Collecting the first three mini-comics, originally offered digitally, Arrow is a spin-off of the hit CW tv series starring Stephen Amell as a young Oliver Queen.  This book seeks to embellish the TV show’s mythology by adding “off-panel” scenes.  But it takes a while to get to that.  It’s broken up into three chapters, the original weekly mini-comics.  The overall story is written by series creators Marc Guggenheim and Andrew Kreisberg, but each chapter has its own scripters and different art teams.  The result is a real mixed bag.

The first chapter is pencilled by the legendary Mike Grell, who famously illustrated Green Arrow’s books in the 80s, during what could be considered the character’s high point.  Grell’s work is incredibly solid, with some excellent detail work, but it’s a bit sketchy and it doesn’t match his earlier work.  But even so, it’s strong.  It just doesn’t pop off the page.

Ben Sokolowski draws the second chapter and while his work has a nice style to it, it can be crude and lacking in detail at time.

As for the plot, the first two chapters do not add a single thing to the TV show’s unfolding storyline.  The first chapter is practically just vignettes from the show’s pilot… just minus the pretty people.  The second is simply a retread of the show’s premise, with a crooked businessman on Ollie’s list getting a chance to come clean.  It’s like the plot of every episode, just shorter… and minus the pretty people.  It’s also confusingly narrated by the criminal.  I didn’t realize this at first, and once I did, I had to go back and reread the earlier pages so they could make sense.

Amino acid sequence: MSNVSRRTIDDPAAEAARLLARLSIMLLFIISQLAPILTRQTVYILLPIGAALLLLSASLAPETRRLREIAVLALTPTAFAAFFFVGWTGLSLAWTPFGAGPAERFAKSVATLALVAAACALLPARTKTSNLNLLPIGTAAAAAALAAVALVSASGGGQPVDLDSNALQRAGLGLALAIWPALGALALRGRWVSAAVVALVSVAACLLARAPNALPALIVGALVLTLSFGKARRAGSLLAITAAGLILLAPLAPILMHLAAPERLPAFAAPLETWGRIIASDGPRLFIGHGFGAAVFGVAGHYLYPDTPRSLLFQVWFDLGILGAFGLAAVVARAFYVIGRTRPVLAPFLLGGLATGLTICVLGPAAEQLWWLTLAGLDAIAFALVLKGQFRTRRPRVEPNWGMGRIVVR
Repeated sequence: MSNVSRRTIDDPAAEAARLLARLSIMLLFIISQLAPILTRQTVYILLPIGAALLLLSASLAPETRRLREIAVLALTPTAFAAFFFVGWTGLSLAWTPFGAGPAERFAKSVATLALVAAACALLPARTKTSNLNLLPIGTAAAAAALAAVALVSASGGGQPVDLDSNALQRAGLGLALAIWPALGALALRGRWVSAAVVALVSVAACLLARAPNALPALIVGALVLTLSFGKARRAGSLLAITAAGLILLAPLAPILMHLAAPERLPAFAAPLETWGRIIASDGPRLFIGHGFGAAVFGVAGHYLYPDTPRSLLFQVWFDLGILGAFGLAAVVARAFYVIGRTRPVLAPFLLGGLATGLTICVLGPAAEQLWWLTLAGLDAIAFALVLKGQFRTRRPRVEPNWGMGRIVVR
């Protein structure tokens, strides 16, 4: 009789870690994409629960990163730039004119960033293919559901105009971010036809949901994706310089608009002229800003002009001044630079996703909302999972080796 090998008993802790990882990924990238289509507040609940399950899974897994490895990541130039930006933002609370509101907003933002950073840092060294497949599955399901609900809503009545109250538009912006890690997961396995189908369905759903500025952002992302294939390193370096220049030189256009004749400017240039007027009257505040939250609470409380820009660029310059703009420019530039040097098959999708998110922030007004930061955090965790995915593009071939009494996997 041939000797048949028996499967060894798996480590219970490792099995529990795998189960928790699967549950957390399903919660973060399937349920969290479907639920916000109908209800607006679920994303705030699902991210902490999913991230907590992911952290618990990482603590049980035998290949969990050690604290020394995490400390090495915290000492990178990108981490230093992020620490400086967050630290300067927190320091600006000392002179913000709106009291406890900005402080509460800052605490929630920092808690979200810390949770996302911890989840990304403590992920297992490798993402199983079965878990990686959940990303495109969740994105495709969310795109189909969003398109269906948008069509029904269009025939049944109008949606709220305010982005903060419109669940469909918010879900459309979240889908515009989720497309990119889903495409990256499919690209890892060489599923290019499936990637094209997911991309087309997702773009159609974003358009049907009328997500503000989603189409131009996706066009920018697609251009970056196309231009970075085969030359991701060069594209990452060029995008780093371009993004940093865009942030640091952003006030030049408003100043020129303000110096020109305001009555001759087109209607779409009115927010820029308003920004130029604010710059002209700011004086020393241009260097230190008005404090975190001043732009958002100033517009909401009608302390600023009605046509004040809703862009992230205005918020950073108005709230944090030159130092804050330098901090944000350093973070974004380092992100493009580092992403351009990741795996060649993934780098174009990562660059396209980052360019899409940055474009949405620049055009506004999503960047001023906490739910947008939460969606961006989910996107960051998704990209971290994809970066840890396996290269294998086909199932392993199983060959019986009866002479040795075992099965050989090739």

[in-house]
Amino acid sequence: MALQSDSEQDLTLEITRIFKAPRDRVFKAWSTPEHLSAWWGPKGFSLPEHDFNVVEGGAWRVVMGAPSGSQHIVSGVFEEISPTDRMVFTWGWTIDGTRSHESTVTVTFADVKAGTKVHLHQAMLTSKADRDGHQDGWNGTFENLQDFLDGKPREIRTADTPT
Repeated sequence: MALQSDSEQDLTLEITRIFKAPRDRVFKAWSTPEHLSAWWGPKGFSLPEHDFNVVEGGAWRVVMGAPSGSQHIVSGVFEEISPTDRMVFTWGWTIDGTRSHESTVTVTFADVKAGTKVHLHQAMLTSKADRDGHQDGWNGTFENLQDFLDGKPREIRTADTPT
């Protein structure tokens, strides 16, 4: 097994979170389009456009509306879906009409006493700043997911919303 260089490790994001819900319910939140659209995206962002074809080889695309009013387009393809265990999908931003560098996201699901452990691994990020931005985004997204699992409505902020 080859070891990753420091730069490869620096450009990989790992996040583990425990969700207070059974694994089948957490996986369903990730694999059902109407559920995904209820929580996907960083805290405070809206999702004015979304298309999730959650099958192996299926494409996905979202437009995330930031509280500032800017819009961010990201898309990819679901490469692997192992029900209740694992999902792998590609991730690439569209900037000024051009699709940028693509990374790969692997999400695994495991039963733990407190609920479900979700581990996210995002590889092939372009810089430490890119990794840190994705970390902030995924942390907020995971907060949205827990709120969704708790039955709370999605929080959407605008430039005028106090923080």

The third chapter is the issue’s high-point, focusing on villain Lady Shiva and revealling her secret origin, illustrated by Jorge Jiminez.  Jiminez’s art is excellent!  It’s fluid, crackles with energy and just as Grell’s art felt a bit flat, Jiminez’s does indeed pop off the page.  And the story actually embellishes the story of the show, deepening the mythology.

The third chapter is fine, but maybe buy the digital copy, which is cheaper.  The first two are a throw-away.


Story by Marc Guggenheim & Andrew Kreisberger
Scripts by Guggenheim & Kreisberg, Ben Sokolowski, Beth Schwartz
Pencils by Mike Grell, Sergio Sandoval, Jorge Jiminez